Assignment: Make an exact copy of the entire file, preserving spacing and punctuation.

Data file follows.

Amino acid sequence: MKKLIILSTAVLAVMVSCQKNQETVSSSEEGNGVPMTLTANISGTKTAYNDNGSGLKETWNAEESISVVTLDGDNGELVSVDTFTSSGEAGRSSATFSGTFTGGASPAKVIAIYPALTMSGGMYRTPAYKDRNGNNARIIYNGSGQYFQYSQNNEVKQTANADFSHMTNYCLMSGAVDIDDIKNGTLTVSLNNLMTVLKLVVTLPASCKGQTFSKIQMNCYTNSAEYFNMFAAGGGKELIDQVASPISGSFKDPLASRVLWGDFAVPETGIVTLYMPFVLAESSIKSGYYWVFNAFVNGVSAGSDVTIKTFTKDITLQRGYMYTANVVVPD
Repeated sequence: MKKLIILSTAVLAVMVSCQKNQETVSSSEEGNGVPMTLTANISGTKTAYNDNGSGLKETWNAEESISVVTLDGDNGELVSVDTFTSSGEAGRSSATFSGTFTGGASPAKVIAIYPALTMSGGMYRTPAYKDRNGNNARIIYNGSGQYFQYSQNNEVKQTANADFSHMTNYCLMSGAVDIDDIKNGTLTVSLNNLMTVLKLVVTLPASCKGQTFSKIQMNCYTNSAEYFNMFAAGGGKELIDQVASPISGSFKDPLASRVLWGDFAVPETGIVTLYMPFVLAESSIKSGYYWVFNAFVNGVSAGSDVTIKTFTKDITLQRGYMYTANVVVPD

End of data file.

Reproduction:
Amino acid sequence: MKKLIILSTAVLAVMVSCQKNQETVSSSEEGNGVPMTLTANISGTKTAYNDNGSGLKETWNAEESISVVTLDGDNGELVSVDTFTSSGEAGRSSATFSGTFTGGASPAKVIAIYPALTMSGGMYRTPAYKDRNGNNARIIYNGSGQYFQYSQNNEVKQTANADFSHMTNYCLMSGAVDIDDIKNGTLTVSLNNLMTVLKLVVTLPASCKGQTFSKIQMNCYTNSAEYFNMFAAGGGKELIDQVASPISGSFKDPLASRVLWGDFAVPETGIVTLYMPFVLAESSIKSGYYWVFNAFVNGVSAGSDVTIKTFTKDITLQRGYMYTANVVVPD
Repeated sequence: MKKLIILSTAVLAVMVSCQKNQETVSSSEEGNGVPMTLTANISGTKTAYNDNGSGLKETWNAEESISVVTLDGDNGELVSVDTFTSSGEAGRSSATFSGTFTGGASPAKVIAIYPALTMSGGMYRTPAYKDRNGNNARIIYNGSGQYFQYSQNNEVKQTANADFSHMTNYCLMSGAVDIDDIKNGTLTVSLNNLMTVLKLVVTLPASCKGQTFSKIQMNCYTNSAEYFNMFAAGGGKELIDQVASPISGSFKDPLASRVLWGDFAVPETGIVTLYMPFVLAESSIKSGYYWVFNAFVNGVSAGSDVTIKTFTKDITLQRGYMYTANVVVPD